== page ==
Information technology skills encompass a lot of knowledge over a huge number of unique situations, as IT is taken more seriously today than ever before.
Companies are paying more for IT, but the security professionals hired to maintain business technology aren’t always up to the task. In a recent poll conducted by Skyhigh Networks and the Cloud Security Alliance, 30% of security professionals admitted to ignoring flagged issues or alerts because, in many cases, the issues weren’t ever serious enough to require addressing.
But isn’t that a type of IT skill? Response management? In an era where malicious activity is constantly evolving and working to camouflage itself, isn’t response management one of the skills businesses need most?
Why aren’t we better at it?
“The frequency and sophistication of cyber threats is exposing a serious lack of the relevant skills needed to maximize the full value of new technology,” said Nigel Hawthorn, chief European spokesperson at Skyhigh Networks. “Businesses are forever playing catch up with hackers who are discovering new ways of probing networks, and firms are turning to more advanced cybersecurity solutions to compensate.”
If we’re lacking in response management, what are the possible solutions or workarounds?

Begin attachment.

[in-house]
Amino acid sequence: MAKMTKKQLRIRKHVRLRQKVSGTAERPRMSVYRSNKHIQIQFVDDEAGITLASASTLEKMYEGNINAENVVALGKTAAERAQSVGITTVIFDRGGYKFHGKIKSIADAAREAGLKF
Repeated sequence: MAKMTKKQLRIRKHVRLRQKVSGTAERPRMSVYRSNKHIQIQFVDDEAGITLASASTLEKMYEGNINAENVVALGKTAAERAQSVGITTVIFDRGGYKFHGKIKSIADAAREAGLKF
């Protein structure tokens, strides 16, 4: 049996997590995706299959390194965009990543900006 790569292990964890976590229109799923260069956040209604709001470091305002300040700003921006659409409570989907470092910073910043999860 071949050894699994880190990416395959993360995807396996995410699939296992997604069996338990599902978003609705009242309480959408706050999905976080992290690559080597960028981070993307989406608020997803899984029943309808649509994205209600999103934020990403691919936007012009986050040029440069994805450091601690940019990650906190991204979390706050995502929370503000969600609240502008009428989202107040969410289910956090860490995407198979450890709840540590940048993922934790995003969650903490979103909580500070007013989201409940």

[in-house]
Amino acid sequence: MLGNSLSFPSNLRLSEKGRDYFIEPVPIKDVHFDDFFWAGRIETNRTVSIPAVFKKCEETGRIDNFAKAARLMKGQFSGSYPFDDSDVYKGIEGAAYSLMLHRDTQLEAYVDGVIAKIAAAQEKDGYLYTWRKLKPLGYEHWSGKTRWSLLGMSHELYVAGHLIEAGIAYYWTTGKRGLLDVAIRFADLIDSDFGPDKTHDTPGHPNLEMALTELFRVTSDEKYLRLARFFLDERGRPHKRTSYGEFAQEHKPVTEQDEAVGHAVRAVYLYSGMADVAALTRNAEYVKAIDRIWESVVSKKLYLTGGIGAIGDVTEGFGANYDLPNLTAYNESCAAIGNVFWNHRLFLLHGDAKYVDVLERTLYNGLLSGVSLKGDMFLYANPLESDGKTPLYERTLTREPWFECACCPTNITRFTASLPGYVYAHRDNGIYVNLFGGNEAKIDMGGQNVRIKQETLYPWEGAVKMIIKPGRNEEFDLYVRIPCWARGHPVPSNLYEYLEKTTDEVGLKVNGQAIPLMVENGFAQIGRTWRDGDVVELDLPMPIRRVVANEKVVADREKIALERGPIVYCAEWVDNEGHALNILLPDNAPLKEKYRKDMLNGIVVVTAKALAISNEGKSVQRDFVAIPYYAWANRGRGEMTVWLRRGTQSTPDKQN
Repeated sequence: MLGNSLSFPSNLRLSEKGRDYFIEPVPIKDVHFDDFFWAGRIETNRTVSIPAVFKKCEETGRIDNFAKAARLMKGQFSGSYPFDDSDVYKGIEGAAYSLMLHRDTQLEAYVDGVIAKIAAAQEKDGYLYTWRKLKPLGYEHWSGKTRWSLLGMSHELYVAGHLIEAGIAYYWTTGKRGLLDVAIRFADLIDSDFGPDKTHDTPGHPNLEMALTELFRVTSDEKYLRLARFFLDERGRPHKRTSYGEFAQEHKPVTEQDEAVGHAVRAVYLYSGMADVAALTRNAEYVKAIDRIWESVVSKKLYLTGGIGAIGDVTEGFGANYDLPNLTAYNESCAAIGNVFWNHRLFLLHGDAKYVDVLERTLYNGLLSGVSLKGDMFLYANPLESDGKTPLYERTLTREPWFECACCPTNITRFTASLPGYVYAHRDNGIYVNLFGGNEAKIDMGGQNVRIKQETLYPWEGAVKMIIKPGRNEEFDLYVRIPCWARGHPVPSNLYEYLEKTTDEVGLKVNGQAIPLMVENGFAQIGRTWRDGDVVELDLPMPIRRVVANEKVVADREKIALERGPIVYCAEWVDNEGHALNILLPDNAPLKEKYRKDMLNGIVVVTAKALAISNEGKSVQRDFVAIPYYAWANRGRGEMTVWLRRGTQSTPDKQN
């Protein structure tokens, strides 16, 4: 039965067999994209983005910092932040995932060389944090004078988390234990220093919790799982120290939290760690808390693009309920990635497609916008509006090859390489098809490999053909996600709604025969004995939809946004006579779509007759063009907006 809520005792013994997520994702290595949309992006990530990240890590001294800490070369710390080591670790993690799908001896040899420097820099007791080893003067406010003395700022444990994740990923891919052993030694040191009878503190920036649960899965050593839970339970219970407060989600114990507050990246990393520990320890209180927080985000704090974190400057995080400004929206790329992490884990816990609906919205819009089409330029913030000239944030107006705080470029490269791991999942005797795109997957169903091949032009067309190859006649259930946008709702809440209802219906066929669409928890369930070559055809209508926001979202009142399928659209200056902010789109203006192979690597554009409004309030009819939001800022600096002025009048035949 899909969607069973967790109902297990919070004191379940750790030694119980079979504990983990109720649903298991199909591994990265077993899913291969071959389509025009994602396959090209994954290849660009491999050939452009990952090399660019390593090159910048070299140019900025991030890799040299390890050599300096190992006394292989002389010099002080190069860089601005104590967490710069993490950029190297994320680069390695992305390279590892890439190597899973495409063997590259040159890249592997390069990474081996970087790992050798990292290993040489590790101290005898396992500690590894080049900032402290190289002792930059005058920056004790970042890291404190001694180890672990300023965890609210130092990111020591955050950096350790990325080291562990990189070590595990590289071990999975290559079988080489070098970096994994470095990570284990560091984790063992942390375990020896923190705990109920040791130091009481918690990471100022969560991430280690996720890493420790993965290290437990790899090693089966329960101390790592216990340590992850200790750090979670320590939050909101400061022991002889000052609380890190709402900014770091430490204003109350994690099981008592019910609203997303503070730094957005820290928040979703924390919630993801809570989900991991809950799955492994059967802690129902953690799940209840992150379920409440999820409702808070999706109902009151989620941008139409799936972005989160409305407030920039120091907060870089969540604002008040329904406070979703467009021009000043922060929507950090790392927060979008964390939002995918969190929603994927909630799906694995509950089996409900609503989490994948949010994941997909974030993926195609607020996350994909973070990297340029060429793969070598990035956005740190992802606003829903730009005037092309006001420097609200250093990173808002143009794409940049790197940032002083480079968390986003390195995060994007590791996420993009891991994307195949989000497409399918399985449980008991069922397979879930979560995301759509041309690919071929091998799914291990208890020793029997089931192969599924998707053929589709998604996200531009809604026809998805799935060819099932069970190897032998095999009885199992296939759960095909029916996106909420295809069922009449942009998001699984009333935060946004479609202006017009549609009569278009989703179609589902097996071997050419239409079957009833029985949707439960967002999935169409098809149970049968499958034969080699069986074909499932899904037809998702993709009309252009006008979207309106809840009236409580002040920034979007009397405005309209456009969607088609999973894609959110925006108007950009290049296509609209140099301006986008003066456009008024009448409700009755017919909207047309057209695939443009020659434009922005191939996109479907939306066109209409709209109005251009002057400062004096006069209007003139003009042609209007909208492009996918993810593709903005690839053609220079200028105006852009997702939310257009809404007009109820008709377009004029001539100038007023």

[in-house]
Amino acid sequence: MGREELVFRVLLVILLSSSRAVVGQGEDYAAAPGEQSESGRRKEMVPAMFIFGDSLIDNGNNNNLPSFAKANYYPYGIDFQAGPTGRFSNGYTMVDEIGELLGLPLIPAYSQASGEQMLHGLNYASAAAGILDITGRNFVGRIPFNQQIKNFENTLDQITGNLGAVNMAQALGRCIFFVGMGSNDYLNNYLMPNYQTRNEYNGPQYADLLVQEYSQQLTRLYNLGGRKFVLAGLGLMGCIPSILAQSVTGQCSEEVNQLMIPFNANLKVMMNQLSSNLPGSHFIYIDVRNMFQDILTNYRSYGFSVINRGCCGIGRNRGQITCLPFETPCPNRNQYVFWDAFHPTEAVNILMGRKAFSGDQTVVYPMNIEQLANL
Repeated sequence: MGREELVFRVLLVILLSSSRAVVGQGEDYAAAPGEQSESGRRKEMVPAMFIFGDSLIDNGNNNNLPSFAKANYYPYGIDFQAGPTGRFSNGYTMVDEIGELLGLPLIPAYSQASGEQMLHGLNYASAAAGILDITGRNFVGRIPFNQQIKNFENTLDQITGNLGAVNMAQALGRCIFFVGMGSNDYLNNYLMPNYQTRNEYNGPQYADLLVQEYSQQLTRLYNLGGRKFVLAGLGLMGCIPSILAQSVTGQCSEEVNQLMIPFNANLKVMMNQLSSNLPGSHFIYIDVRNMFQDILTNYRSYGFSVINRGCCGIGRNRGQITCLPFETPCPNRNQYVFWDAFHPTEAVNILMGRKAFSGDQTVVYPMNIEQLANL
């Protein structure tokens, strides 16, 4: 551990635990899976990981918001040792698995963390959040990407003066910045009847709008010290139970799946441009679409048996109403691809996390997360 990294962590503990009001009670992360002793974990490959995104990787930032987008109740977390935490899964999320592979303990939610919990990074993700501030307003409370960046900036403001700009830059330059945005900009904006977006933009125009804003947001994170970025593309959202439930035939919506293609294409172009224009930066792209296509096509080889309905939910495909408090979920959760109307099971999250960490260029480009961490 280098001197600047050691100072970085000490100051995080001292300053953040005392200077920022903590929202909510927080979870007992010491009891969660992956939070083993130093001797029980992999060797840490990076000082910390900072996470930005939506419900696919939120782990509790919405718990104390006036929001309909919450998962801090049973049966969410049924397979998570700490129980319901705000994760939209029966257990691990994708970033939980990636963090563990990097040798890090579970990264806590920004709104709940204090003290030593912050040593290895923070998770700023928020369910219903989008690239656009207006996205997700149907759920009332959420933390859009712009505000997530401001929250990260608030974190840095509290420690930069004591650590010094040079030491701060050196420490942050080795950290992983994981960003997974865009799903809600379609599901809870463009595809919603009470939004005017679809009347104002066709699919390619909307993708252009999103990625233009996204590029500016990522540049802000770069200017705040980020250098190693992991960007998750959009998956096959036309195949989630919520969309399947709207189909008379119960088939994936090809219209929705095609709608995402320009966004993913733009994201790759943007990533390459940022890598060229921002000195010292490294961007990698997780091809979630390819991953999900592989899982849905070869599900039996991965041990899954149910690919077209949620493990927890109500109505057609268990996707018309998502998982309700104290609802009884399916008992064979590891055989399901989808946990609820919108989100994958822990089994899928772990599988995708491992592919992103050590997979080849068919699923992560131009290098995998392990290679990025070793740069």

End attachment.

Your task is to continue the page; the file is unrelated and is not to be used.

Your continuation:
“To resolve the skills shortage, 37% of businesses believe that hiring junior IT professionals and investing in training is the most effective way,” Hawthorn said.
Some companies are getting creative with potential solutions. According to a KPMG survey among companies in the United Kingdom, more than half of all participants said they would consider hiring a hacker or a computer expert with a criminal record to help train their conventional IT security teams.
Bolstering cyber defenses is an issue companies are taking seriously. According to Forbes, there will be more than 1 million cybersecurity job openings in 2016. Depending on the type of field, median wages range between $85,000 and $95,000 annually.
What’s more, it’s a position businesses are eager to fill. A poll by ISACA and RSA noted that, today, fewer than 25% of cybersecurity applicants have the required skills required to perform the job. The top three most sought attributes, in order, were hands-on experience, applicable credentials, and an ability to understand business.